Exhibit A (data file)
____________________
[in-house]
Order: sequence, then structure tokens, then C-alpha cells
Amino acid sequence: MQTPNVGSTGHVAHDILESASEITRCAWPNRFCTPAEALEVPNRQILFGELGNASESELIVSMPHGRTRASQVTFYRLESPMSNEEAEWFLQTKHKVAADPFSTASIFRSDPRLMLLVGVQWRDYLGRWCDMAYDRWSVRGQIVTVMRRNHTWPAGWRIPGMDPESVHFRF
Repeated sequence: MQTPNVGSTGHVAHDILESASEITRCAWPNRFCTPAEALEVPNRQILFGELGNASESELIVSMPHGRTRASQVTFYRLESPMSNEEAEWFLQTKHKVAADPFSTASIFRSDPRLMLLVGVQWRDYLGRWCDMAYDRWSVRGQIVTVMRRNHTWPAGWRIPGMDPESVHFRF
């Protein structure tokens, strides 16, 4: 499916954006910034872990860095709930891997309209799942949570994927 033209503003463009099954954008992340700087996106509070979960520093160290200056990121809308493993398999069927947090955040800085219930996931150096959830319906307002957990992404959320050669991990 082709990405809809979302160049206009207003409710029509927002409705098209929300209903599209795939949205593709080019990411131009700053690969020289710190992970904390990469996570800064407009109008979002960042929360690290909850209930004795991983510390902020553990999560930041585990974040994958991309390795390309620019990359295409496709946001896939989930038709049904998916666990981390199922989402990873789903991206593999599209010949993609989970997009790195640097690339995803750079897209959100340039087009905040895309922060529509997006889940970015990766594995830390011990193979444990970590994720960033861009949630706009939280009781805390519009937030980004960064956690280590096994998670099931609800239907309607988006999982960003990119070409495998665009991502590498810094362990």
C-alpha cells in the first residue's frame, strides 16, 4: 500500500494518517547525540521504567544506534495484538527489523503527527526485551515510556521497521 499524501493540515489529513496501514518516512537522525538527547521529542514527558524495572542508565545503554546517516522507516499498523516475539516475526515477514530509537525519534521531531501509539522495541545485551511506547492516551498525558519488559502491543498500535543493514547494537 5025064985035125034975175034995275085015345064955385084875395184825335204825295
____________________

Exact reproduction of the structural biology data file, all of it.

[in-house]
Order: sequence, then structure tokens, then C-alpha cells
Amino acid sequence: MQTPNVGSTGHVAHDILESASEITRCAWPNRFCTPAEALEVPNRQILFGELGNASESELIVSMPHGRTRASQVTFYRLESPMSNEEAEWFLQTKHKVAADPFSTASIFRSDPRLMLLVGVQWRDYLGRWCDMAYDRWSVRGQIVTVMRRNHTWPAGWRIPGMDPESVHFRF
Repeated sequence: MQTPNVGSTGHVAHDILESASEITRCAWPNRFCTPAEALEVPNRQILFGELGNASESELIVSMPHGRTRASQVTFYRLESPMSNEEAEWFLQTKHKVAADPFSTASIFRSDPRLMLLVGVQWRDYLGRWCDMAYDRWSVRGQIVTVMRRNHTWPAGWRIPGMDPESVHFRF
């Protein structure tokens, strides 16, 4: 499916954006910034872990860095709930891997309209799942949570994927 033209503003463009099954954008992340700087996106509070979960520093160290200056990121809308493993398999069927947090955040800085219930996931150096959830319906307002957990992404959320050669991990 082709990405809809979302160049206009207003409710029509927002409705098209929300209903599209795939949205593709080019990411131009700053690969020289710190992970904390990469996570800064407009109008979002960042929360690290909850209930004795991983510390902020553990999560930041585990974040994958991309390795390309620019990359295409496709946001896939989930038709049904998916666990981390199922989402990873789903991206593999599209010949993609989970997009790195640097690339995803750079897209959100340039087009905040895309922060529509997006889940970015990766594995830390011990193979444990970590994720960033861009949630706009939280009781805390519009937030980004960064956690280590096994998670099931609800239907309607988006999982960003990119070409495998665009991502590498810094362990």
C-alpha cells in the first residue's frame, strides 16, 4: 500500500494518517547525540521504567544506534495484538527489523503527527526485551515510556521497521 499524501493540515489529513496501514518516512537522525538527547521529542514527558524495572542508565545503554546517516522507516499498523516475539516475526515477514530509537525519534521531531501509539522495541545485551511506547492516551498525558519488559502491543498500535543493514547494537 5025064985035125034975175034995275085015345064955385084875395184825335204825295